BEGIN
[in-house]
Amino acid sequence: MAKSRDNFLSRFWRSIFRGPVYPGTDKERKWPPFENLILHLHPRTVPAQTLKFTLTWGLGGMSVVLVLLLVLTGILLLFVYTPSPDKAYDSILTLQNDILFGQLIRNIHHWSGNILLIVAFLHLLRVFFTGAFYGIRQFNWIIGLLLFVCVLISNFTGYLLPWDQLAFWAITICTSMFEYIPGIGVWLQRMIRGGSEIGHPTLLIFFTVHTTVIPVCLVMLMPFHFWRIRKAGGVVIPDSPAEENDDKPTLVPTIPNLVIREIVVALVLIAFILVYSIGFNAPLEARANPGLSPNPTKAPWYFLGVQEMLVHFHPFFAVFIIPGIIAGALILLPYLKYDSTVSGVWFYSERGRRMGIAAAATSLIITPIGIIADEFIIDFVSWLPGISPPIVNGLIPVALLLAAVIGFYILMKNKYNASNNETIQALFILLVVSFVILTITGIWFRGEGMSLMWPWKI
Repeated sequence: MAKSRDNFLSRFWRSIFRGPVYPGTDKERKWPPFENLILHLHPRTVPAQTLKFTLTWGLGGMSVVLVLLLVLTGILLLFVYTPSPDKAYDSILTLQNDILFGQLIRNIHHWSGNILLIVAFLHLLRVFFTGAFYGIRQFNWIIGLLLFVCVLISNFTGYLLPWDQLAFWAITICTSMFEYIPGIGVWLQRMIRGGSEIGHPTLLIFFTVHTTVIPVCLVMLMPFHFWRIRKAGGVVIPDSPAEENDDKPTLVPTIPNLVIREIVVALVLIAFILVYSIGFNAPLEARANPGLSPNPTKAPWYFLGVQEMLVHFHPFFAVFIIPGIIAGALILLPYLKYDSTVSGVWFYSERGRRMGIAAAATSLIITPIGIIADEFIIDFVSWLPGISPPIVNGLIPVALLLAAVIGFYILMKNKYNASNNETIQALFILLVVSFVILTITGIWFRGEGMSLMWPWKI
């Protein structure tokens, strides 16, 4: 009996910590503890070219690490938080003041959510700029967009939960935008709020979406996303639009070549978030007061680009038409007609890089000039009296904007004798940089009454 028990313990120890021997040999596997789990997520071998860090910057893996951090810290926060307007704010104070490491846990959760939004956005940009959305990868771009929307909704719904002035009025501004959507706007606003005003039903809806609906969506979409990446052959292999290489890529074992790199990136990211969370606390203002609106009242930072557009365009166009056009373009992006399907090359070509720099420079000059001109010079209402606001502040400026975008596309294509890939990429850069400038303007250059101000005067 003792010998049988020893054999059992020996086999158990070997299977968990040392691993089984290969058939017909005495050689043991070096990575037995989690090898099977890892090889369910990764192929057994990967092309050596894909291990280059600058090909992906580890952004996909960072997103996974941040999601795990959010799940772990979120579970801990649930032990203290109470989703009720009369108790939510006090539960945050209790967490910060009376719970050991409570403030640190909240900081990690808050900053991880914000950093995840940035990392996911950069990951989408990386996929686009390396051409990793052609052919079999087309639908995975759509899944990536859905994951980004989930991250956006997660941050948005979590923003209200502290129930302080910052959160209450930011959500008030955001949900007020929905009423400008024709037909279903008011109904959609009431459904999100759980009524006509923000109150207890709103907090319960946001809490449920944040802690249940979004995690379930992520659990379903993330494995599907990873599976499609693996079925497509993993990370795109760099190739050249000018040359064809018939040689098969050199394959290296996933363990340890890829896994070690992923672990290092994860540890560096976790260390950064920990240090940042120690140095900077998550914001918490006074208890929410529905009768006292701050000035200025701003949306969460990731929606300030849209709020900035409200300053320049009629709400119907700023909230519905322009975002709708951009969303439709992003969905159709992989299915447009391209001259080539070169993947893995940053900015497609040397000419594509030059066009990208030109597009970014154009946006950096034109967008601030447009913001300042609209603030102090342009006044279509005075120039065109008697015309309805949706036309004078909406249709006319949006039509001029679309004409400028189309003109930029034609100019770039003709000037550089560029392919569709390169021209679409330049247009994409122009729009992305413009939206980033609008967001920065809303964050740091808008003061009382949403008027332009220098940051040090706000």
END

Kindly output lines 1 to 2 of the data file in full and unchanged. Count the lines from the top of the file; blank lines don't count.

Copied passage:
[in-house]
Amino acid sequence: MAKSRDNFLSRFWRSIFRGPVYPGTDKERKWPPFENLILHLHPRTVPAQTLKFTLTWGLGGMSVVLVLLLVLTGILLLFVYTPSPDKAYDSILTLQNDILFGQLIRNIHHWSGNILLIVAFLHLLRVFFTGAFYGIRQFNWIIGLLLFVCVLISNFTGYLLPWDQLAFWAITICTSMFEYIPGIGVWLQRMIRGGSEIGHPTLLIFFTVHTTVIPVCLVMLMPFHFWRIRKAGGVVIPDSPAEENDDKPTLVPTIPNLVIREIVVALVLIAFILVYSIGFNAPLEARANPGLSPNPTKAPWYFLGVQEMLVHFHPFFAVFIIPGIIAGALILLPYLKYDSTVSGVWFYSERGRRMGIAAAATSLIITPIGIIADEFIIDFVSWLPGISPPIVNGLIPVALLLAAVIGFYILMKNKYNASNNETIQALFILLVVSFVILTITGIWFRGEGMSLMWPWKI